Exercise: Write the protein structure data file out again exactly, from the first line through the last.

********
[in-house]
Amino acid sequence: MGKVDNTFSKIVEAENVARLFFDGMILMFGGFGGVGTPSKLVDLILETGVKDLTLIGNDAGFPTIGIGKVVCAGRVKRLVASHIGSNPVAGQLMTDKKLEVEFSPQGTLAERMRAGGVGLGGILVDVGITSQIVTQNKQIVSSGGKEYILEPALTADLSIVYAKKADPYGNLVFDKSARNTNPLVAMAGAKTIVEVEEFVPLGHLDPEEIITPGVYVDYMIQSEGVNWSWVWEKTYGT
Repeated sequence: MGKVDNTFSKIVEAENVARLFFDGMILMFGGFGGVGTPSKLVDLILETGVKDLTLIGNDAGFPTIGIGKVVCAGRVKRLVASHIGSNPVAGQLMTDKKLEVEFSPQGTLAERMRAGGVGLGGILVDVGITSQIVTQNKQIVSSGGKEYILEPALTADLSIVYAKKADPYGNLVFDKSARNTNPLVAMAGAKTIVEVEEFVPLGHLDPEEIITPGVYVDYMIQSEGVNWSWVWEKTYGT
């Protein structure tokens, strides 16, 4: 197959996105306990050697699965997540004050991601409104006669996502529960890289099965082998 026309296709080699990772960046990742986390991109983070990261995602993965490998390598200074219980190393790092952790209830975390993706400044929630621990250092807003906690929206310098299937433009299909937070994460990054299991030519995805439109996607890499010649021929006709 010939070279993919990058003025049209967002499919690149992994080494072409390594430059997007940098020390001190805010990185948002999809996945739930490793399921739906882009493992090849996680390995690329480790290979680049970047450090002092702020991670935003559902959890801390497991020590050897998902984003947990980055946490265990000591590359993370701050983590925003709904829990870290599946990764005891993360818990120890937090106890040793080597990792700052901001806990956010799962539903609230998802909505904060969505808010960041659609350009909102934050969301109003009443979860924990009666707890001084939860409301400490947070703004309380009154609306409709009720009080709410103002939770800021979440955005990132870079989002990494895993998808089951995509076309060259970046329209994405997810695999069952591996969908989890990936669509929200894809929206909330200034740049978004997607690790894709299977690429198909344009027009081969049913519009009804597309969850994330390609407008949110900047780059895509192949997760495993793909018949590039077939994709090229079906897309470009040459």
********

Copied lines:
[in-house]
Amino acid sequence: MGKVDNTFSKIVEAENVARLFFDGMILMFGGFGGVGTPSKLVDLILETGVKDLTLIGNDAGFPTIGIGKVVCAGRVKRLVASHIGSNPVAGQLMTDKKLEVEFSPQGTLAERMRAGGVGLGGILVDVGITSQIVTQNKQIVSSGGKEYILEPALTADLSIVYAKKADPYGNLVFDKSARNTNPLVAMAGAKTIVEVEEFVPLGHLDPEEIITPGVYVDYMIQSEGVNWSWVWEKTYGT
Repeated sequence: MGKVDNTFSKIVEAENVARLFFDGMILMFGGFGGVGTPSKLVDLILETGVKDLTLIGNDAGFPTIGIGKVVCAGRVKRLVASHIGSNPVAGQLMTDKKLEVEFSPQGTLAERMRAGGVGLGGILVDVGITSQIVTQNKQIVSSGGKEYILEPALTADLSIVYAKKADPYGNLVFDKSARNTNPLVAMAGAKTIVEVEEFVPLGHLDPEEIITPGVYVDYMIQSEGVNWSWVWEKTYGT
């Protein structure tokens, strides 16, 4: 197959996105306990050697699965997540004050991601409104006669996502529960890289099965082998 026309296709080699990772960046990742986390991109983070990261995602993965490998390598200074219980190393790092952790209830975390993706400044929630621990250092807003906690929206310098299937433009299909937070994460990054299991030519995805439109996607890499010649021929006709 010939070279993919990058003025049209967002499919690149992994080494072409390594430059997007940098020390001190805010990185948002999809996945739930490793399921739906882009493992090849996680390995690329480790290979680049970047450090002092702020991670935003559902959890801390497991020590050897998902984003947990980055946490265990000591590359993370701050983590925003709904829990870290599946990764005891993360818990120890937090106890040793080597990792700052901001806990956010799962539903609230998802909505904060969505808010960041659609350009909102934050969301109003009443979860924990009666707890001084939860409301400490947070703004309380009154609306409709009720009080709410103002939770800021979440955005990132870079989002990494895993998808089951995509076309060259970046329209994405997810695999069952591996969908989890990936669509929200894809929206909330200034740049978004997607690790894709299977690429198909344009027009081969049913519009009804597309969850994330390609407008949110900047780059895509192949997760495993793909018949590039077939994709090229079906897309470009040459």